Estelle knew going to the movies alone was a bad idea. But what else was she supposed to do? Sit home and mope? Her happiness wouldn’t be dependent on Shirley, no siree-bob. Estelle was ten years old, and she could go to the movies any time she wanted, with or without her older sister.

     Shirley said she had other things to do. Meaning, other friends to be with, rather than her own flesh and blood.

     Estelle didn’t miss her sister’s company at all. Well. Not at all during the movie. The movie was Bambi, and Shirley would’ve loused about it being too kiddie. Estelle herself didn’t even like Bambi. Disney was suddenly too much like real life, with uncomfortable calamities licking at your hooves.

     No, she didn’t miss Shirley or her commentary. Not until the crowd from the theater thinned out around Main Street, and Estelle was on her own.

     Then she felt stupid. Vulnerable. What if the air raid sirens went off? Because fate would deliver that unfairness to her, to be caught on the streets, defenseless and deer-like. 

     Estelle imagined the sirens, their phantom drone. That ear-jumping jolt as they worked themselves up and all that tight lidded panic that followed.

     When the sirens came, everyone pulled down a curtain of control, as if ceremony could protect them. The drills at school were ritual by this time: Make a single file line. Hold onto so-and-so’s shoulder in front of you. Go pass Missus Mellors’ Office and down the stairs. Down to the bomb shelter, that lair of corrugated metal walls with the same collection of storybooks and stale blankets. During the drills, Estelle tried to make the first graders laugh, because making the little kids laugh was the right thing to do. Even when she herself was petrified.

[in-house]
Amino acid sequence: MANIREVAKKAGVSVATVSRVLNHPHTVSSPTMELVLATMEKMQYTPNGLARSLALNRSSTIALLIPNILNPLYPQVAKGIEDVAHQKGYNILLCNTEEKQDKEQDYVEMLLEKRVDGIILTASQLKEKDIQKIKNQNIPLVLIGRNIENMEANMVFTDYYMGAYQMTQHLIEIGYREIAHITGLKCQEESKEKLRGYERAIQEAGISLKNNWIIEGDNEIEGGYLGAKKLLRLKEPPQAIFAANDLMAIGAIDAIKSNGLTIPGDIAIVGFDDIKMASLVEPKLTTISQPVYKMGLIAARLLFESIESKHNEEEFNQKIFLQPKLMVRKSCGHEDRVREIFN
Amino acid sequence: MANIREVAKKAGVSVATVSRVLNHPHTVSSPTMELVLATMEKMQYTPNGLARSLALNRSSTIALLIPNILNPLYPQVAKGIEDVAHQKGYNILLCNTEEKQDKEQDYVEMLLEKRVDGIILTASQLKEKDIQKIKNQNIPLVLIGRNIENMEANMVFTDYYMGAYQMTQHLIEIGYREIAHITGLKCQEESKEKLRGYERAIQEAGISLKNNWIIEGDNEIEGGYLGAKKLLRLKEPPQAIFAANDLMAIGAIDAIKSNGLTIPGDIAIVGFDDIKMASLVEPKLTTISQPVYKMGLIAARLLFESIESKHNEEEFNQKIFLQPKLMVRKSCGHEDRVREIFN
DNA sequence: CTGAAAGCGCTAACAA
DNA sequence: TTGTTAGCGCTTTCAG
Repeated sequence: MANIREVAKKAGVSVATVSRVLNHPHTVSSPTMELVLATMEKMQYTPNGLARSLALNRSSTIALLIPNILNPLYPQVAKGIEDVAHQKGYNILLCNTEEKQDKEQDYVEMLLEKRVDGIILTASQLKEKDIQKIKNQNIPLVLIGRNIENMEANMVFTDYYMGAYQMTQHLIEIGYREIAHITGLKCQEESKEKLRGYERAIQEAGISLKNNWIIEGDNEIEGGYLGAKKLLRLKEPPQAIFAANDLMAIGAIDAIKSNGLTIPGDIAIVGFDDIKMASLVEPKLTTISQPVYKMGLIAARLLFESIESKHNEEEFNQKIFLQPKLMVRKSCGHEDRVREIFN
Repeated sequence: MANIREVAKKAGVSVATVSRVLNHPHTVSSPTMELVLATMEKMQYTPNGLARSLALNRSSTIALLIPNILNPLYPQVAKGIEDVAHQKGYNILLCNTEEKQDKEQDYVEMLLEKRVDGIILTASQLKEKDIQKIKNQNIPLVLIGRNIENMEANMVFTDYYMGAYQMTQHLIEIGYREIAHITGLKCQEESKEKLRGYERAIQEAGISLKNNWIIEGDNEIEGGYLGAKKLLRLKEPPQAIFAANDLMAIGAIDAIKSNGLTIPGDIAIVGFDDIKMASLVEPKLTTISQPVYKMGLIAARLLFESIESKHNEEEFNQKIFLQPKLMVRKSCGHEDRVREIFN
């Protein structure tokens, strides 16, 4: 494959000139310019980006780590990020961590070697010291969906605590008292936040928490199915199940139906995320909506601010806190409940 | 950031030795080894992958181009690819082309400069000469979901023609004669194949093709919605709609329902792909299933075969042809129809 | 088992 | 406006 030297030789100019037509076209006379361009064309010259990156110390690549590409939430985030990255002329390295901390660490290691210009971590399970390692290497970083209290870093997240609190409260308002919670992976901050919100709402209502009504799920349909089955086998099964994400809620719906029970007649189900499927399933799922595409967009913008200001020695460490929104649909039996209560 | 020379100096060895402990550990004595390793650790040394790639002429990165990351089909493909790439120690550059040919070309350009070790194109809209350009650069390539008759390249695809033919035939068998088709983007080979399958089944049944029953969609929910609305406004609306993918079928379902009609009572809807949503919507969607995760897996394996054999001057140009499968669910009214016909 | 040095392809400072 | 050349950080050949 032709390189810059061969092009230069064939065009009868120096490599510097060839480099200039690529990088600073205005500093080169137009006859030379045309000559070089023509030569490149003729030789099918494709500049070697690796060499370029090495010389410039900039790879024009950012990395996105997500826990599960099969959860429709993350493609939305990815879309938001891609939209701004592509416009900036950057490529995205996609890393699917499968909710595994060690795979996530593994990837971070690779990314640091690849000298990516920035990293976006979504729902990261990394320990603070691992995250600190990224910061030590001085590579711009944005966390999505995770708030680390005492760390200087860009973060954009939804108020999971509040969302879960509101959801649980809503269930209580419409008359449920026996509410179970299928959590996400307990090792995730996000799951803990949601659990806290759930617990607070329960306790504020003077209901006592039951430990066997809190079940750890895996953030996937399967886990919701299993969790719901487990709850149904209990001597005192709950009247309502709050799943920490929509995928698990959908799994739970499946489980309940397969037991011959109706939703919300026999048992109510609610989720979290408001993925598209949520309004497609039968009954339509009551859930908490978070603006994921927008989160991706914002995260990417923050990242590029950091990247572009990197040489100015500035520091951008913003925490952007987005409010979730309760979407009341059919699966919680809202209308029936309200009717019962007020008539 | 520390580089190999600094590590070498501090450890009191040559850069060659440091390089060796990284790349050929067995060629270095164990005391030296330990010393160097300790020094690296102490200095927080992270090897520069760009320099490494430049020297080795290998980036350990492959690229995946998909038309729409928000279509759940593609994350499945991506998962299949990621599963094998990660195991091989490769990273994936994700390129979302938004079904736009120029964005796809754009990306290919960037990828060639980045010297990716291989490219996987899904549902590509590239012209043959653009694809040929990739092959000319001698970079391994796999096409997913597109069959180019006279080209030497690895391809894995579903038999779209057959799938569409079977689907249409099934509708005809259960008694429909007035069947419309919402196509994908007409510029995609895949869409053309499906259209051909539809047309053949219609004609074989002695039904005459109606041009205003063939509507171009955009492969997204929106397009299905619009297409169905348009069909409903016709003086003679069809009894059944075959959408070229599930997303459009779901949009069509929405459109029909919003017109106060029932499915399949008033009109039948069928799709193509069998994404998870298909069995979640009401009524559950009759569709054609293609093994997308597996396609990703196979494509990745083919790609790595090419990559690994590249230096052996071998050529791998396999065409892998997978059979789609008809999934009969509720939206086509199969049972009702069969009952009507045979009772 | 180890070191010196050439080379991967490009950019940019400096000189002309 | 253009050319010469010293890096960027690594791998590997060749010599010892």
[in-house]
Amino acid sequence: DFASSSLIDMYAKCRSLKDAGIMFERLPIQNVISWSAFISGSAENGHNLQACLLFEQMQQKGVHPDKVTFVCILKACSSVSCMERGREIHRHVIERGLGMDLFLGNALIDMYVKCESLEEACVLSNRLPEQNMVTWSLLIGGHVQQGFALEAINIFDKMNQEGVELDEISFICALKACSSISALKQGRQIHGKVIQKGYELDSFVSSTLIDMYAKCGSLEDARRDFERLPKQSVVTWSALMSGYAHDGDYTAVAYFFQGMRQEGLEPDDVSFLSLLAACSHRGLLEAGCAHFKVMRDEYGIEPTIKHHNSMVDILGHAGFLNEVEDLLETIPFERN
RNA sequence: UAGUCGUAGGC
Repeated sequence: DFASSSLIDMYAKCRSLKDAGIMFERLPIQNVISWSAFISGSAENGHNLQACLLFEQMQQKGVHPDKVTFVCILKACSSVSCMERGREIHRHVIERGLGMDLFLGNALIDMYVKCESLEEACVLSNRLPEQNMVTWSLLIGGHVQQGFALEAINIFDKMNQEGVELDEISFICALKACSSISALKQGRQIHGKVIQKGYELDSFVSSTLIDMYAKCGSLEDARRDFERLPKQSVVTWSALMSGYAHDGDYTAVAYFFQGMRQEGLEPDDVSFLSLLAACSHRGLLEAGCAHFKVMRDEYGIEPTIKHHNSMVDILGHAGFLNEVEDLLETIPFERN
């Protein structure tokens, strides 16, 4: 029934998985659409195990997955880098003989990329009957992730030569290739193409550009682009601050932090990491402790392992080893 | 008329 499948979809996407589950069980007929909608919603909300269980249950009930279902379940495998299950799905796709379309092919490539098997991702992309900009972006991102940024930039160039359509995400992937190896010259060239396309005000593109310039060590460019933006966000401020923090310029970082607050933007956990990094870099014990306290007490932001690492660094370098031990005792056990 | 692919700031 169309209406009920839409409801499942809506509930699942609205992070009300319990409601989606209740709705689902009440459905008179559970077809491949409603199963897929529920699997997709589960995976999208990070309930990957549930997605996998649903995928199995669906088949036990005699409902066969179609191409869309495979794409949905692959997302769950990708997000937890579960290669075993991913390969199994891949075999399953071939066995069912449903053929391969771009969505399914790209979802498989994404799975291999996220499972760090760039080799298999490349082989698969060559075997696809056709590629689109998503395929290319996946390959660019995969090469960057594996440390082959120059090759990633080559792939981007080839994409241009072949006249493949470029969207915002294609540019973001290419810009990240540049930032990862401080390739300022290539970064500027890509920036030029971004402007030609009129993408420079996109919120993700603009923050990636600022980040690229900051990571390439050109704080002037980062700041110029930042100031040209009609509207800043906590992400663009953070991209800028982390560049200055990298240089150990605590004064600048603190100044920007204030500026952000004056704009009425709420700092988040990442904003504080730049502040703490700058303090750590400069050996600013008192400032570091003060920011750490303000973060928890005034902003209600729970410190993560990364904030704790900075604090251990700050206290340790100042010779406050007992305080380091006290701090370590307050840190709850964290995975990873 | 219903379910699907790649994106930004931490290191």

She passed the upholstery shop. Here on the sidewalks, what would she do if the sirens came? What ceremony would save her? There was none. Granted, they hadn’t been bombed, not here in the good old U.S. of A…not yet.

     It was a warm night, like any other night in the summer, but Estelle tasted October in the air.  She walked quicker.

     Despite all her practiced dread, Estelle jolted in surprise when she saw something –someone–  following her. She saw her shadow twinned under the street-light at the corner. But this twin shadow didn’t belong to her.

     Clearly, the shadow belonged to a man, the elongated, square lines, the silhouette of a man’s hat on the head. He sounded like a grown man too, his footfalls heavy and slapping on the sidewalk. He was five or six steps behind her. Estelle’s surprise quickly cooled to a creeping chill.

     Because, what kind of man was this? You hardly saw men anymore. They were all off dying somewhere. What kind of man was this behind her, a man her country rejected?

     What was wrong with him?

     Of course, of course, this was the wrong sort of night to be without Shirley.

     Maybe he wasn’t following her. Maybe the uneasy remnants of Bambi were polluting her perception, and she was over-reacting. She’d know if he was following her when she crossed Jackson Street. Hardly anyone cut through Jackson Street.